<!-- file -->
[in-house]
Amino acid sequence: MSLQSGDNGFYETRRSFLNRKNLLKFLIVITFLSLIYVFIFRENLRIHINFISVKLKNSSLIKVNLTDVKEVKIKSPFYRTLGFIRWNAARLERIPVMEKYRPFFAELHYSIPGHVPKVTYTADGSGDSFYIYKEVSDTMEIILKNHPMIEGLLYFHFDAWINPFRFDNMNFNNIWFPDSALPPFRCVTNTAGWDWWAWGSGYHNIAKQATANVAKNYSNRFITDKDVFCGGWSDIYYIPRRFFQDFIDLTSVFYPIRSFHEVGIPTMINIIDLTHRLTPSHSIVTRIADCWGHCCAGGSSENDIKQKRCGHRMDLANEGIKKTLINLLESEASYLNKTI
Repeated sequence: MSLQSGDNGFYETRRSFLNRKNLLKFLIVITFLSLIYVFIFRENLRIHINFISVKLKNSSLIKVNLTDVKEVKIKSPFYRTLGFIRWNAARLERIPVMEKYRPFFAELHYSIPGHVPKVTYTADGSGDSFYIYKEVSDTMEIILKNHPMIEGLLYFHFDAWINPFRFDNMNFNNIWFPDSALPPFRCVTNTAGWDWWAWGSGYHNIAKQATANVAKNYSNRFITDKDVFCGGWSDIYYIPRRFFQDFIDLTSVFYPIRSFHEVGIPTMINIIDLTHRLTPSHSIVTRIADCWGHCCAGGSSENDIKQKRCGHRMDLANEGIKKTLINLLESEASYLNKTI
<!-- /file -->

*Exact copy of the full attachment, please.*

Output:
[in-house]
Amino acid sequence: MSLQSGDNGFYETRRSFLNRKNLLKFLIVITFLSLIYVFIFRENLRIHINFISVKLKNSSLIKVNLTDVKEVKIKSPFYRTLGFIRWNAARLERIPVMEKYRPFFAELHYSIPGHVPKVTYTADGSGDSFYIYKEVSDTMEIILKNHPMIEGLLYFHFDAWINPFRFDNMNFNNIWFPDSALPPFRCVTNTAGWDWWAWGSGYHNIAKQATANVAKNYSNRFITDKDVFCGGWSDIYYIPRRFFQDFIDLTSVFYPIRSFHEVGIPTMINIIDLTHRLTPSHSIVTRIADCWGHCCAGGSSENDIKQKRCGHRMDLANEGIKKTLINLLESEASYLNKTI
Repeated sequence: MSLQSGDNGFYETRRSFLNRKNLLKFLIVITFLSLIYVFIFRENLRIHINFISVKLKNSSLIKVNLTDVKEVKIKSPFYRTLGFIRWNAARLERIPVMEKYRPFFAELHYSIPGHVPKVTYTADGSGDSFYIYKEVSDTMEIILKNHPMIEGLLYFHFDAWINPFRFDNMNFNNIWFPDSALPPFRCVTNTAGWDWWAWGSGYHNIAKQATANVAKNYSNRFITDKDVFCGGWSDIYYIPRRFFQDFIDLTSVFYPIRSFHEVGIPTMINIIDLTHRLTPSHSIVTRIADCWGHCCAGGSSENDIKQKRCGHRMDLANEGIKKTLINLLESEASYLNKTI